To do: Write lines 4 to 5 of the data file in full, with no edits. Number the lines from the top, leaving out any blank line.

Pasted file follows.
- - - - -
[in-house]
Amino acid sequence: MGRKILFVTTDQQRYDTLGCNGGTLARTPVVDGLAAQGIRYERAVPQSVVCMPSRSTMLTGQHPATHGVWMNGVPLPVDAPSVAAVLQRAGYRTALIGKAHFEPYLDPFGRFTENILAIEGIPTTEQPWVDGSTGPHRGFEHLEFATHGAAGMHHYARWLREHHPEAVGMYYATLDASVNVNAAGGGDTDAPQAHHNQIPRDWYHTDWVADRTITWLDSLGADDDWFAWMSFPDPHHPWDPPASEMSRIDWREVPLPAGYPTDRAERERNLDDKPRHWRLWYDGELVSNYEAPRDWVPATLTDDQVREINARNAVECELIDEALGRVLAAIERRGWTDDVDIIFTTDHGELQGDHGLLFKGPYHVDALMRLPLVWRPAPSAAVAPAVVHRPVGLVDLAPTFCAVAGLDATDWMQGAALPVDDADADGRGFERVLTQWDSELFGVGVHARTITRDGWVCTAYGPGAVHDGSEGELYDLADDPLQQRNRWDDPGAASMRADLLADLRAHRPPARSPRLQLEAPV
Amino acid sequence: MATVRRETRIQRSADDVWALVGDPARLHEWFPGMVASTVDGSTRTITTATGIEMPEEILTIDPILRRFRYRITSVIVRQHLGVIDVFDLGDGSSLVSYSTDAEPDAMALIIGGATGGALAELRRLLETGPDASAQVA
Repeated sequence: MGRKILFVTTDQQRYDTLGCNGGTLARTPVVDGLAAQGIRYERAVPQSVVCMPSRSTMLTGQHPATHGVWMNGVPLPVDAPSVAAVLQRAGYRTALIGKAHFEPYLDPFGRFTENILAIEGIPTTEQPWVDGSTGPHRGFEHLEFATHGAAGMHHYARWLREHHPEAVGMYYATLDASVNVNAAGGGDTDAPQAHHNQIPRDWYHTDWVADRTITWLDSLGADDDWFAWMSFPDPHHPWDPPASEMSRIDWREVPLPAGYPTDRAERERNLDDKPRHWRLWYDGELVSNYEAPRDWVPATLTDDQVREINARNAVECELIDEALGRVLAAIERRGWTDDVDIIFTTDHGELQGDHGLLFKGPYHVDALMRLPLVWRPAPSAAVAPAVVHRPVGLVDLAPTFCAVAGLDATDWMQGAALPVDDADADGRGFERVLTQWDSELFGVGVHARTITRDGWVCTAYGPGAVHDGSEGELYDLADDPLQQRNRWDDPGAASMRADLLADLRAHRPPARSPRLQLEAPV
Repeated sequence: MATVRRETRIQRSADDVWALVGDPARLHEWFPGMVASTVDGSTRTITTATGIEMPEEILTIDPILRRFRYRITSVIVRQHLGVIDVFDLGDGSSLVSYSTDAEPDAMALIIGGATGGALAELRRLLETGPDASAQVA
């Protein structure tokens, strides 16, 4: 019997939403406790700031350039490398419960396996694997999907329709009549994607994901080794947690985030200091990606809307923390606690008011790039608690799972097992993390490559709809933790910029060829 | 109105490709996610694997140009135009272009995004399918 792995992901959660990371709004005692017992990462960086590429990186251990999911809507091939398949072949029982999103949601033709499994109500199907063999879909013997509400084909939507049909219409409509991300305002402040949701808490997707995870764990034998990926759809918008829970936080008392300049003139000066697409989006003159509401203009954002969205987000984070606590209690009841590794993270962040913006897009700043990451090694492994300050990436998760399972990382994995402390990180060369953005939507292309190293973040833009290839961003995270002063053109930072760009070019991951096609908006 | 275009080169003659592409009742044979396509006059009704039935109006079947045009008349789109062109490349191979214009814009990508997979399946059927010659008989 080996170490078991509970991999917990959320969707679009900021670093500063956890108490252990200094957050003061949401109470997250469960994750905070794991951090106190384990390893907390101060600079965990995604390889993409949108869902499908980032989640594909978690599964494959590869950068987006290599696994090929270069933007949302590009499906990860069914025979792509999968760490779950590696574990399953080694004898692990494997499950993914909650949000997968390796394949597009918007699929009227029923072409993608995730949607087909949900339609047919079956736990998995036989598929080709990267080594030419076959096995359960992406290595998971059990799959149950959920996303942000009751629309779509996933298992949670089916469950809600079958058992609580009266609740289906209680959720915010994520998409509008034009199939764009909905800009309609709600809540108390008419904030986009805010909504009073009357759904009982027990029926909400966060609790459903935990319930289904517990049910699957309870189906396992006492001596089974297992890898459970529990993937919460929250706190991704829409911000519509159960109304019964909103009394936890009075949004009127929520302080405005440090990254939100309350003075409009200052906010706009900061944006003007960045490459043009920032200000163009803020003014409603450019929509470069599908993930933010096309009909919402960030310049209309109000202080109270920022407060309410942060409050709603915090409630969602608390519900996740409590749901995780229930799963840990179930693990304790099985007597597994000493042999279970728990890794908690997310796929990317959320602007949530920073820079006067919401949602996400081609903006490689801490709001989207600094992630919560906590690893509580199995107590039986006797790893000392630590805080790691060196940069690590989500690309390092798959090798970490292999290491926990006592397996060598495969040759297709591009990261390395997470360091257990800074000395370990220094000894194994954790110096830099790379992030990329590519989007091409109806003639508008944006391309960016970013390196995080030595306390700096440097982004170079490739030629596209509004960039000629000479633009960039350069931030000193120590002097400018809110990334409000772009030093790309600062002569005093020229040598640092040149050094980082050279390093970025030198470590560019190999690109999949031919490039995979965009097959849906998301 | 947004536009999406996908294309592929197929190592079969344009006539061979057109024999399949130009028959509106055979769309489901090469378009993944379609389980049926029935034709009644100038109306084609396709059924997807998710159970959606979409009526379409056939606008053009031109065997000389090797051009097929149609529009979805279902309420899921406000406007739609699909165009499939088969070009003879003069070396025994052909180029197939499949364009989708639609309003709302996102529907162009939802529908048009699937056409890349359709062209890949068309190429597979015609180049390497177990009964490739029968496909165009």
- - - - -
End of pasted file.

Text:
Repeated sequence: MGRKILFVTTDQQRYDTLGCNGGTLARTPVVDGLAAQGIRYERAVPQSVVCMPSRSTMLTGQHPATHGVWMNGVPLPVDAPSVAAVLQRAGYRTALIGKAHFEPYLDPFGRFTENILAIEGIPTTEQPWVDGSTGPHRGFEHLEFATHGAAGMHHYARWLREHHPEAVGMYYATLDASVNVNAAGGGDTDAPQAHHNQIPRDWYHTDWVADRTITWLDSLGADDDWFAWMSFPDPHHPWDPPASEMSRIDWREVPLPAGYPTDRAERERNLDDKPRHWRLWYDGELVSNYEAPRDWVPATLTDDQVREINARNAVECELIDEALGRVLAAIERRGWTDDVDIIFTTDHGELQGDHGLLFKGPYHVDALMRLPLVWRPAPSAAVAPAVVHRPVGLVDLAPTFCAVAGLDATDWMQGAALPVDDADADGRGFERVLTQWDSELFGVGVHARTITRDGWVCTAYGPGAVHDGSEGELYDLADDPLQQRNRWDDPGAASMRADLLADLRAHRPPARSPRLQLEAPV
Repeated sequence: MATVRRETRIQRSADDVWALVGDPARLHEWFPGMVASTVDGSTRTITTATGIEMPEEILTIDPILRRFRYRITSVIVRQHLGVIDVFDLGDGSSLVSYSTDAEPDAMALIIGGATGGALAELRRLLETGPDASAQVA